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Purmorphamine Increases DARPP-32 Differentiation in Human Striatal Neural Stem Cells Through the Hedgehog Pathway

Research output: Contribution to journalArticle

Gehan El-Akabawy, Lourdes Martinez Medina, Aaron Jeffries, Jack Price, Michel Modo

Original languageEnglish
Pages (from-to)1873-1887
Number of pages15
Issue number11
Publication statusPublished - Nov 2011

King's Authors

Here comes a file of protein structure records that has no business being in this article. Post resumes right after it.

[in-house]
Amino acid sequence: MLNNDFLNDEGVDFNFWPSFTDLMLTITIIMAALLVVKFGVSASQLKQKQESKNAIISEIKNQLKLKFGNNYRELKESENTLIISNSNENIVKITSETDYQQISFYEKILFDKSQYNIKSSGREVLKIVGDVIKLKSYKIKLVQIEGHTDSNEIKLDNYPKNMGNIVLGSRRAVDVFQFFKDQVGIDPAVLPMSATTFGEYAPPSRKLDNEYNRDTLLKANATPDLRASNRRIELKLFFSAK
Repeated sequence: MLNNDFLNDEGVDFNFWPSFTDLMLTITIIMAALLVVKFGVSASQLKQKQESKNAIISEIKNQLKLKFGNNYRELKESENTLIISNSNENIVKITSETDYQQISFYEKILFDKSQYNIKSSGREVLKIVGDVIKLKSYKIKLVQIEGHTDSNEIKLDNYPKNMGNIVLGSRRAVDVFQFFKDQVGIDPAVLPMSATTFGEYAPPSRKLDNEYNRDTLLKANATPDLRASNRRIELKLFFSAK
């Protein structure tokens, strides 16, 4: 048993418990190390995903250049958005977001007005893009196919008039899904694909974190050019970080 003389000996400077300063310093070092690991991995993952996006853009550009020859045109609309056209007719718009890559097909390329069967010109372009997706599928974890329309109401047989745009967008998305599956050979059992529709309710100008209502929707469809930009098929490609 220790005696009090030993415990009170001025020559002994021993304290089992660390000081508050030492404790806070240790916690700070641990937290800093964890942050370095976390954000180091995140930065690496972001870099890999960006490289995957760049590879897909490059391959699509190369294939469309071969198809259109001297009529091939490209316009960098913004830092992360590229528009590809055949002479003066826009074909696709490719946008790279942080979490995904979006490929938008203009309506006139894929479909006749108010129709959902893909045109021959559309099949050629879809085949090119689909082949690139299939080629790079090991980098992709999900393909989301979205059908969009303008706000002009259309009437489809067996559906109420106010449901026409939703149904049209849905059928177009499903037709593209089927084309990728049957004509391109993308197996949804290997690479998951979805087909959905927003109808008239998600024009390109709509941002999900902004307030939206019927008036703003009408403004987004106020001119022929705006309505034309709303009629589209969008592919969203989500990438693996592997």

Transplantation of neural stem cells (NSCs) is a promising therapeutic approach for Huntington's disease (HD). HD is characterized by a progressive loss of medium-sized spiny neurons (MSNs) in the striatum. DARPP-32 (dopamine and cyclic AMP-regulated phosphoprotein, 32 kDa) is expressed in 98% of these MSNs. To establish an effective cell therapy for HD, the differentiation of human NSCs into MSNs is essential. Enhancing differentiation of NSCs is therefore an important aspect to optimize transplant efficacy. A comparison of 5 differentiation protocols indicated that the Hedgehog agonist purmorphamine (1 mu M) most significantly increased the neuronal differentiation of a human striatal NSC line (STROC05). This 3-fold increase in neurons was associated with a dramatic reduction in proliferation as well as a decrease in astrocytic differentiation. A synergistic effect between purmorphamine and cell density even further increased neuronal differentiation from 20% to 30% within 7 days. Upon long-term differentiation (21 days), this combined differentiation protocol tripled the number of DARPP-32 cells (7%) and almost doubled the proportion of calbindin cells. However, there was no effect on calretinin cells. Differential expression of positional specification markers (DLX2, MASH1, MEIS2, GSH2, and NKX2.1) further confirmed the striatal identity of these differentiated cells. Purmorphamine resulted in a significant upregulation of the Hedgehog (Hh) signaling pathway (GLI1 expression). Cyclopamine, an Hh inhibitor, blocked this effect, indicating that purmorphamine specifically acts through this pathway to increase neuronal differentiation. These results demonstrate that small synthetic molecules can play a pivotal role in directing the differentiation of NSCs to optimize their therapeutic potential in HD.

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